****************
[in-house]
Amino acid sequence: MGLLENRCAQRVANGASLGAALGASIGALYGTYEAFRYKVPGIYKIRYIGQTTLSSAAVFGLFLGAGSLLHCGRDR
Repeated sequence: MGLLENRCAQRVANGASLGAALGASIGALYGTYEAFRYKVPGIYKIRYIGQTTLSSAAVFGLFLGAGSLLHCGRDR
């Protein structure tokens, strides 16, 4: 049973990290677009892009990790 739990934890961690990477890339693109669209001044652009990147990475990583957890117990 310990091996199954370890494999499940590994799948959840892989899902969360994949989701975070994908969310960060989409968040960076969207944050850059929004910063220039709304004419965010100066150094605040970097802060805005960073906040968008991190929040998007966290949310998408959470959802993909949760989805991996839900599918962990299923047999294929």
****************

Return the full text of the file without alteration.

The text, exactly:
[in-house]
Amino acid sequence: MGLLENRCAQRVANGASLGAALGASIGALYGTYEAFRYKVPGIYKIRYIGQTTLSSAAVFGLFLGAGSLLHCGRDR
Repeated sequence: MGLLENRCAQRVANGASLGAALGASIGALYGTYEAFRYKVPGIYKIRYIGQTTLSSAAVFGLFLGAGSLLHCGRDR
């Protein structure tokens, strides 16, 4: 049973990290677009892009990790 739990934890961690990477890339693109669209001044652009990147990475990583957890117990 310990091996199954370890494999499940590994799948959840892989899902969360994949989701975070994908969310960060989409968040960076969207944050850059929004910063220039709304004419965010100066150094605040970097802060805005960073906040968008991190929040998007966290949310998408959470959802993909949760989805991996839900599918962990299923047999294929």